You don't have to be psychic to know one day soon, I'll be desperately searching for precisely the right cotton-wool yarn for a new design or familiar favorite. Frankly, I'd rather avoid that crisis by starting the search for a substitute now.

So, tell me: Do you have a favorite cotton-wool blend? What do you like and dislike about it? What have you made with it?

Share whatever details you feel are pertinent, and together, perhaps we can discover fresh yarns that suit projects we've longed to make or those we have yet to conceive.

Twegen, the pattern for this fast and easy reversible afghan has been released.

Aug 24, 2014

FO | Oyster Bay Shawl

I’m delighted to report the Oyster Bay Shawl is finished.

This was a wonderfully fast knit and it would have been even quicker if I hadn’t miscalculated. I completed 95% of the blue wing and part of the oyster wing before I realized I was going to run out of yarn about two inches shy of the points.(To see work in progress, go here.)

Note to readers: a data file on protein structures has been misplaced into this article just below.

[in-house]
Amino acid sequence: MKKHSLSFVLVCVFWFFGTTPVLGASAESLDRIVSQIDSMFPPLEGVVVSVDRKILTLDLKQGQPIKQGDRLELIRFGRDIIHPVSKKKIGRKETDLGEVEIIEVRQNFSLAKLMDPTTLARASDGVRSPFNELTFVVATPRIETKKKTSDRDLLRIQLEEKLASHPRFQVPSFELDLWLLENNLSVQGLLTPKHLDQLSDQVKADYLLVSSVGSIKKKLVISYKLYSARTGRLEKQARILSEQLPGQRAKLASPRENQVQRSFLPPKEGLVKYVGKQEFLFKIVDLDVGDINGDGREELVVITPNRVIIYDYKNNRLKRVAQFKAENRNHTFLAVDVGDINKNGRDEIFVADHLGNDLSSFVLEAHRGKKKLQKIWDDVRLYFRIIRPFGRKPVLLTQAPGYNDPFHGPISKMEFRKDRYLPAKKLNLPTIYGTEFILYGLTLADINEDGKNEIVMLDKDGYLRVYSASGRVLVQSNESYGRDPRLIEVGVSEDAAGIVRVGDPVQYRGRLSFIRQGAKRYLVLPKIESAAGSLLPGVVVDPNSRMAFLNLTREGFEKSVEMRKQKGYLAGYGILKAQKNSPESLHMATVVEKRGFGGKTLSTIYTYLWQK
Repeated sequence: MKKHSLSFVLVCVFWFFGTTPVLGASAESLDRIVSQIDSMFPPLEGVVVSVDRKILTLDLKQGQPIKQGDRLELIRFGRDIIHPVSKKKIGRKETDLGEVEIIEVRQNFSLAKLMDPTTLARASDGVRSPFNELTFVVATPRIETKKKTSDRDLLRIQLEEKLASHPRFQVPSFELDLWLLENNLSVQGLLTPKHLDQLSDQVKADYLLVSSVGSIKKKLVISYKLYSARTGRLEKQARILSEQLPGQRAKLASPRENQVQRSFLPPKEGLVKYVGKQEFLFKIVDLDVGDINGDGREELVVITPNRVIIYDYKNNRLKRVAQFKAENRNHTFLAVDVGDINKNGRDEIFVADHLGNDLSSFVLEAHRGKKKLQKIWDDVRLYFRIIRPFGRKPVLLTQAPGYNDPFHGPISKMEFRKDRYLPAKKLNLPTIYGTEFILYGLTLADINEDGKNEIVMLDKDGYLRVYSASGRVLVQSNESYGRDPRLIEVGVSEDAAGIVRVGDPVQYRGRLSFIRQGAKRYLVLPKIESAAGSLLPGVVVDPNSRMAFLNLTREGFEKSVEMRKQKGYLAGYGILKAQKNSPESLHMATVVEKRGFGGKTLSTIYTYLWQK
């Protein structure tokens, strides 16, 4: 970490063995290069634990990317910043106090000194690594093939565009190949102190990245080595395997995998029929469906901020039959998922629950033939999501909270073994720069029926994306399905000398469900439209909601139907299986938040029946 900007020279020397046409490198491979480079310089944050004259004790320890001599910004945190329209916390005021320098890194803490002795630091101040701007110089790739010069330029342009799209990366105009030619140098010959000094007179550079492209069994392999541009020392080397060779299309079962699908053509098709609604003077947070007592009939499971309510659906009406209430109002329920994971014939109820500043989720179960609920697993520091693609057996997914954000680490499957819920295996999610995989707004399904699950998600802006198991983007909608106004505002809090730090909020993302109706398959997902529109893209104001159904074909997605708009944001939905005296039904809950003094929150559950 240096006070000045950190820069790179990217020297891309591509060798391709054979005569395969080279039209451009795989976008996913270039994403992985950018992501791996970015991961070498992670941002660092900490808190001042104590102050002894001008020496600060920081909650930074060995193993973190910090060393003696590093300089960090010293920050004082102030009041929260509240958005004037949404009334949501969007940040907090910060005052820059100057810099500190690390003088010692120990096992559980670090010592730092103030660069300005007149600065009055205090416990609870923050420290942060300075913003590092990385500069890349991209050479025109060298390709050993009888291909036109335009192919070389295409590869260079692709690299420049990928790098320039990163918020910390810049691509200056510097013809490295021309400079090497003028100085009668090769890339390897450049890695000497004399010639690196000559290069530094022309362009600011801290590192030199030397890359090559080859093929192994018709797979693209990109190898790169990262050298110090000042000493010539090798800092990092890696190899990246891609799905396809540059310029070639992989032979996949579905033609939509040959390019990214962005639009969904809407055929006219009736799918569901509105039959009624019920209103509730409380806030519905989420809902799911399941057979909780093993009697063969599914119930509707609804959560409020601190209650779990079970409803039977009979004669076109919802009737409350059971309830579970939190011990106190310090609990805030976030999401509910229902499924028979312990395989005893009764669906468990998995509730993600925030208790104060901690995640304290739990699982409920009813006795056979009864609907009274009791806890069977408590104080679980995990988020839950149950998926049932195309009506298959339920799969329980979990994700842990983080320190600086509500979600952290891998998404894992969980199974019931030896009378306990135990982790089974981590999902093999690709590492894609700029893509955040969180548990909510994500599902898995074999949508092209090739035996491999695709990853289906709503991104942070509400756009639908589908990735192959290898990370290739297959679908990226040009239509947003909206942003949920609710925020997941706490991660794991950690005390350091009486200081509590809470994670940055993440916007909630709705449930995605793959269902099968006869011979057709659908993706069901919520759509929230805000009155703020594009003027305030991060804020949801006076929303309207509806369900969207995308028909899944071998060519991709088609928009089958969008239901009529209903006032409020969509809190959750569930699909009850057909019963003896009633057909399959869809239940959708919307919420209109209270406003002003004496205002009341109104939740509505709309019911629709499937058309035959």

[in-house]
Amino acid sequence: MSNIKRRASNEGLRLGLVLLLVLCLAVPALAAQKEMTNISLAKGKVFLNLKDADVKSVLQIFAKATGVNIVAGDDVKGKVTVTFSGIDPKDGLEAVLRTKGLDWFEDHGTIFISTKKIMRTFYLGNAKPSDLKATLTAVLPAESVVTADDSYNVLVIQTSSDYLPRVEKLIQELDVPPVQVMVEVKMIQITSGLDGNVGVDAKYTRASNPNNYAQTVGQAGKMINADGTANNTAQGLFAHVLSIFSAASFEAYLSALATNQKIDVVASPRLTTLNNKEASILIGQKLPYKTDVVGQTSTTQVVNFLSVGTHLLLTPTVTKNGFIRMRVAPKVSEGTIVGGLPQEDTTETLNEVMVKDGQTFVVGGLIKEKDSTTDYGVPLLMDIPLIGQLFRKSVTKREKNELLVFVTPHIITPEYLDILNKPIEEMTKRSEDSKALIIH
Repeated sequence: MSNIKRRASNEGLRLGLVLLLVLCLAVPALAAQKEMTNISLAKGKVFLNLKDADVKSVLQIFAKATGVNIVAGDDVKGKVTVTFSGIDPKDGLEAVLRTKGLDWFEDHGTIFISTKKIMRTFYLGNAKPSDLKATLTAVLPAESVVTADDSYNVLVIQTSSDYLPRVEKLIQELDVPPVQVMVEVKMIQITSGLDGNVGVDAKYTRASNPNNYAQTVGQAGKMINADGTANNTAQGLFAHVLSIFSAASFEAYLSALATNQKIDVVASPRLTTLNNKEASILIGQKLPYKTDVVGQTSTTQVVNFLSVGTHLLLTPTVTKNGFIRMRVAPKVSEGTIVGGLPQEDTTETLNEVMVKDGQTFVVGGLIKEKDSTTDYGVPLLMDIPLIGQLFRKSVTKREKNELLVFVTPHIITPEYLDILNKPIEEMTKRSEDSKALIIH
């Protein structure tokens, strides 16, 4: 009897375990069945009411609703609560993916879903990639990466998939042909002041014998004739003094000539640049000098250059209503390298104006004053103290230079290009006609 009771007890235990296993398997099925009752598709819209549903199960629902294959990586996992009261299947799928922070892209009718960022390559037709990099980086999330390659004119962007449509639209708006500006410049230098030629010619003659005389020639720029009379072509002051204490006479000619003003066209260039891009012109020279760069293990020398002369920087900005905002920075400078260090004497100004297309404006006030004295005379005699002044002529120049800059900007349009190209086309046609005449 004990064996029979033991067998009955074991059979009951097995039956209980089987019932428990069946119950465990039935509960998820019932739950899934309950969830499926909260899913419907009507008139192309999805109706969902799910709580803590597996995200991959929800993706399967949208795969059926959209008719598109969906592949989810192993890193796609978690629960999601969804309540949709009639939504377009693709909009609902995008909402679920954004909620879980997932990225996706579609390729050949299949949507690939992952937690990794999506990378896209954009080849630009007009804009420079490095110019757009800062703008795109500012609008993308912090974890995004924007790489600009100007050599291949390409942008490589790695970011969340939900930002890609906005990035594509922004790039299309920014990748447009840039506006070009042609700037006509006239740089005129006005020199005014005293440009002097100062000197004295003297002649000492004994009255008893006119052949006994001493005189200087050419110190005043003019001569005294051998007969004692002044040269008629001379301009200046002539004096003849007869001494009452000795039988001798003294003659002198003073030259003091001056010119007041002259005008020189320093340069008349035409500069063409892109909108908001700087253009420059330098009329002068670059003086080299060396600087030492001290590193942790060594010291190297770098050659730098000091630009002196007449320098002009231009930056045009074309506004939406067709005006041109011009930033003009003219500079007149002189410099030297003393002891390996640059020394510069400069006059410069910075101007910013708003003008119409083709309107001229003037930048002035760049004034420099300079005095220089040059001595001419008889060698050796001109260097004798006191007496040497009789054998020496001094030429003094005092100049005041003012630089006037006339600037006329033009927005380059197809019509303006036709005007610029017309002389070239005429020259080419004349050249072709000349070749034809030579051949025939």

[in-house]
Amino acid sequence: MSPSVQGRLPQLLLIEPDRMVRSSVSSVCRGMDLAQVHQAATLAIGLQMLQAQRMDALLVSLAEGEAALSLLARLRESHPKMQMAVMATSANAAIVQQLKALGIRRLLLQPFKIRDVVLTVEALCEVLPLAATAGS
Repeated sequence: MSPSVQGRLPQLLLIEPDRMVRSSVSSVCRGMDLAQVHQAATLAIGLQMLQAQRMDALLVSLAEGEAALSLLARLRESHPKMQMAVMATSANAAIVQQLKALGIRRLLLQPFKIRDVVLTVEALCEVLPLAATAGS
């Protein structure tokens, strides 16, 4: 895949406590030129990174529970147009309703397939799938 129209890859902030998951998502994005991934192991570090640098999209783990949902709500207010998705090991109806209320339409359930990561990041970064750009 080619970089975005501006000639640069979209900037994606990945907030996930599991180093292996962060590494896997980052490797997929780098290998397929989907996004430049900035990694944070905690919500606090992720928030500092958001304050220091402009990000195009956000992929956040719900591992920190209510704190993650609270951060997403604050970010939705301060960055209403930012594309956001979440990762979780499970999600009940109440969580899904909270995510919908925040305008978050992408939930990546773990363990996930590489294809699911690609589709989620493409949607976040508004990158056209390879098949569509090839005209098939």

Yes, I could have done a work-around. Instead, I bit the bullet and ripped and restarted both wings. Such is the nature of knitting sometimes.

Pattern: Personal pattern
Yarn: Tern in Boothbay Blue and Oyster (Quince & Co.)
Yardage: 442 yards
Weight: Fingering
Needles: US 7
Dimensions: 44 ins wide x 18 ins deep (unblocked); 60 ins wide x 22 ins deep (blocked)

Tern's mix of wool and silk is lovely to knit. It has a pleasing hand, plenty of wooly springiness and a subtle sheen. Equally important, it produces a versatile light weight fabric with a pleasing drape so this shawl will see lots of wear when cooler weather arrives.

The finished dimensions were determined partly by yardage and partly by the blocking method. The goal was to use up the yarn, so I knit until it was almost gone, bound off, wove in the ends, then lightly steamed it to relax the yarn and stitches.

Because it's worked in seed stitch, it's reversible and nearly identical on both sides. Size-wise, it's ideal for me: Large enough to wear as a small shawl but compact enough to wrap as a scarf this winter.

There are several fingering and lace weight skeins tucked in my stash. This concept might be just the ticket for transforming a motley assortment of odd balls into warm and wearable things, so it's likely another will soon be on the needles.

We all saw that coming, didn't we?

Joining Wisdom in WonderFrontier DreamsSmall Things and Tami's Amis.